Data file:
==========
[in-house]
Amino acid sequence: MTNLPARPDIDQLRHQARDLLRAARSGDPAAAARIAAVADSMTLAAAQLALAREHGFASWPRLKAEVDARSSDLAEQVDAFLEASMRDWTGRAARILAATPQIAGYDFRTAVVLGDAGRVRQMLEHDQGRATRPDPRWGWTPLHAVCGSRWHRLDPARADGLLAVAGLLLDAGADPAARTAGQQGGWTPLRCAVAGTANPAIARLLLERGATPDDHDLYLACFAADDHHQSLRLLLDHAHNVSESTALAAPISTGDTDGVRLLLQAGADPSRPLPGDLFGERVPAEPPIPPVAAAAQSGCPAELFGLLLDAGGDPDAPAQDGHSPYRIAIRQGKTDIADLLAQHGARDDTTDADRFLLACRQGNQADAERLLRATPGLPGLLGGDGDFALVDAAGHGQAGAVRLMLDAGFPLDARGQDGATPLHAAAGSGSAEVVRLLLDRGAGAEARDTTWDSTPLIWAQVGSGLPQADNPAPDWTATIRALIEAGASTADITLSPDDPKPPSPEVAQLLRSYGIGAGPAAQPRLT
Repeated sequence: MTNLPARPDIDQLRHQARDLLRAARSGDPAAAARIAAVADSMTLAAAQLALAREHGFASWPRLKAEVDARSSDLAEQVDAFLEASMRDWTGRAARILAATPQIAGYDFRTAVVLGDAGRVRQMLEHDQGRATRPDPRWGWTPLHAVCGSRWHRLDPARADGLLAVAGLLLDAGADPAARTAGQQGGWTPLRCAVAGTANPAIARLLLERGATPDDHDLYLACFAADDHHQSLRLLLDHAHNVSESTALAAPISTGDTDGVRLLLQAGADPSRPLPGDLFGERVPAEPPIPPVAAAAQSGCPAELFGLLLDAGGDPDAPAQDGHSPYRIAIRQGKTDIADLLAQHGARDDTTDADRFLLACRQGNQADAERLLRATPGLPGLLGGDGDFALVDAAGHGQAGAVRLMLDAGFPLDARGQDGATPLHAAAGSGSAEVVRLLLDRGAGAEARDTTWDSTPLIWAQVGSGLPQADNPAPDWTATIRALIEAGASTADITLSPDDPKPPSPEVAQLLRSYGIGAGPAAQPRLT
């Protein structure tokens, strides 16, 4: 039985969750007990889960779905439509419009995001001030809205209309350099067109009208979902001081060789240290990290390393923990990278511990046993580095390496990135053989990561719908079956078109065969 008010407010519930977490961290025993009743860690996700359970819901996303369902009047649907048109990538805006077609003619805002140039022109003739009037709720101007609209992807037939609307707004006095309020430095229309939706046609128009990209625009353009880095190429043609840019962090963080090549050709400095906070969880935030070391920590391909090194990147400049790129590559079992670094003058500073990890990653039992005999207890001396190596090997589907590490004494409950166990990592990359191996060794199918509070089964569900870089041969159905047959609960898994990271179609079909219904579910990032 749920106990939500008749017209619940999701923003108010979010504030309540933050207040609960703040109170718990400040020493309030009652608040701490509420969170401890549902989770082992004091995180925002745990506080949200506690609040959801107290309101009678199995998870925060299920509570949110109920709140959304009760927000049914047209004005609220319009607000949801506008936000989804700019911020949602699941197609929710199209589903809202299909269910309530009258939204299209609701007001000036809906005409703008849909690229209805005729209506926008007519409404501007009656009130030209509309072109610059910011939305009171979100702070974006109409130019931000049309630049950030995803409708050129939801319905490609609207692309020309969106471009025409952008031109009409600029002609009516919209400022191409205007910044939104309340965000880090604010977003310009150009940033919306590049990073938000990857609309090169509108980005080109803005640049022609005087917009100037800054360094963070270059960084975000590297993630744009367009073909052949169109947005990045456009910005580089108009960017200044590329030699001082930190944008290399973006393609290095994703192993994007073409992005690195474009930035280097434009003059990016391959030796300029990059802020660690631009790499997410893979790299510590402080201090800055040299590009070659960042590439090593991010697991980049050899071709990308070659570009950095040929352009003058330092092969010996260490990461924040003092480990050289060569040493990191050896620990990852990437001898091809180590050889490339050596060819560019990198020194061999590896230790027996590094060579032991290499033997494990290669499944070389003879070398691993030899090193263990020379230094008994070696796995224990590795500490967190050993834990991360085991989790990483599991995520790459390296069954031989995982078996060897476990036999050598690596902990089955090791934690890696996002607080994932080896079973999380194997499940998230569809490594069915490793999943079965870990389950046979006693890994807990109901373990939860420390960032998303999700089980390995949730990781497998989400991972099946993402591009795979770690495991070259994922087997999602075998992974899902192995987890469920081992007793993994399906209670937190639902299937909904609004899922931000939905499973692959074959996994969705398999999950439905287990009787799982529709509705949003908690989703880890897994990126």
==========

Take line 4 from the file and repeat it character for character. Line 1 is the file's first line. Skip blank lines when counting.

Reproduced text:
């Protein structure tokens, strides 16, 4: 039985969750007990889960779905439509419009995001001030809205209309350099067109009208979902001081060789240290990290390393923990990278511990046993580095390496990135053989990561719908079956078109065969 008010407010519930977490961290025993009743860690996700359970819901996303369902009047649907048109990538805006077609003619805002140039022109003739009037709720101007609209992807037939609307707004006095309020430095229309939706046609128009990209625009353009880095190429043609840019962090963080090549050709400095906070969880935030070391920590391909090194990147400049790129590559079992670094003058500073990890990653039992005999207890001396190596090997589907590490004494409950166990990592990359191996060794199918509070089964569900870089041969159905047959609960898994990271179609079909219904579910990032 749920106990939500008749017209619940999701923003108010979010504030309540933050207040609960703040109170718990400040020493309030009652608040701490509420969170401890549902989770082992004091995180925002745990506080949200506690609040959801107290309101009678199995998870925060299920509570949110109920709140959304009760927000049914047209004005609220319009607000949801506008936000989804700019911020949602699941197609929710199209589903809202299909269910309530009258939204299209609701007001000036809906005409703008849909690229209805005729209506926008007519409404501007009656009130030209509309072109610059910011939305009171979100702070974006109409130019931000049309630049950030995803409708050129939801319905490609609207692309020309969106471009025409952008031109009409600029002609009516919209400022191409205007910044939104309340965000880090604010977003310009150009940033919306590049990073938000990857609309090169509108980005080109803005640049022609005087917009100037800054360094963070270059960084975000590297993630744009367009073909052949169109947005990045456009910005580089108009960017200044590329030699001082930190944008290399973006393609290095994703192993994007073409992005690195474009930035280097434009003059990016391959030796300029990059802020660690631009790499997410893979790299510590402080201090800055040299590009070659960042590439090593991010697991980049050899071709990308070659570009950095040929352009003058330092092969010996260490990461924040003092480990050289060569040493990191050896620990990852990437001898091809180590050889490339050596060819560019990198020194061999590896230790027996590094060579032991290499033997494990290669499944070389003879070398691993030899090193263990020379230094008994070696796995224990590795500490967190050993834990991360085991989790990483599991995520790459390296069954031989995982078996060897476990036999050598690596902990089955090791934690890696996002607080994932080896079973999380194997499940998230569809490594069915490793999943079965870990389950046979006693890994807990109901373990939860420390960032998303999700089980390995949730990781497998989400991972099946993402591009795979770690495991070259994922087997999602075998992974899902192995987890469920081992007793993994399906209670937190639902299937909904609004899922931000939905499973692959074959996994969705398999999950439905287990009787799982529709509705949003908690989703880890897994990126």